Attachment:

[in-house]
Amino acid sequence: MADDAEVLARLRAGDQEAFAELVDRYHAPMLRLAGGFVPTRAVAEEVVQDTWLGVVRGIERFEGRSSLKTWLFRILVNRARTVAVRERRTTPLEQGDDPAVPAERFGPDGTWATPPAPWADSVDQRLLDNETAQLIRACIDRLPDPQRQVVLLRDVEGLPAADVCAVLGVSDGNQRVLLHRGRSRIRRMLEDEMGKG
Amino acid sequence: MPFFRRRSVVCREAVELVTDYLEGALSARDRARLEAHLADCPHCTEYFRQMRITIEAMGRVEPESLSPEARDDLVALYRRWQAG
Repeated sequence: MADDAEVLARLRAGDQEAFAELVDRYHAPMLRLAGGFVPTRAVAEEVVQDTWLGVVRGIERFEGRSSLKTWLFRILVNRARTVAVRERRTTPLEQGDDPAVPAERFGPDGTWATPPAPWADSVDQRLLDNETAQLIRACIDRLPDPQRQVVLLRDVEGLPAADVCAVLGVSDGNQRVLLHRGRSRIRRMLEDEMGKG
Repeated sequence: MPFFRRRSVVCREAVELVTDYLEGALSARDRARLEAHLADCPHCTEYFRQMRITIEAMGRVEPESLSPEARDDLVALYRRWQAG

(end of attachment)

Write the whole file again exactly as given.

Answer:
[in-house]
Amino acid sequence: MADDAEVLARLRAGDQEAFAELVDRYHAPMLRLAGGFVPTRAVAEEVVQDTWLGVVRGIERFEGRSSLKTWLFRILVNRARTVAVRERRTTPLEQGDDPAVPAERFGPDGTWATPPAPWADSVDQRLLDNETAQLIRACIDRLPDPQRQVVLLRDVEGLPAADVCAVLGVSDGNQRVLLHRGRSRIRRMLEDEMGKG
Amino acid sequence: MPFFRRRSVVCREAVELVTDYLEGALSARDRARLEAHLADCPHCTEYFRQMRITIEAMGRVEPESLSPEARDDLVALYRRWQAG
Repeated sequence: MADDAEVLARLRAGDQEAFAELVDRYHAPMLRLAGGFVPTRAVAEEVVQDTWLGVVRGIERFEGRSSLKTWLFRILVNRARTVAVRERRTTPLEQGDDPAVPAERFGPDGTWATPPAPWADSVDQRLLDNETAQLIRACIDRLPDPQRQVVLLRDVEGLPAADVCAVLGVSDGNQRVLLHRGRSRIRRMLEDEMGKG
Repeated sequence: MPFFRRRSVVCREAVELVTDYLEGALSARDRARLEAHLADCPHCTEYFRQMRITIEAMGRVEPESLSPEARDDLVALYRRWQAG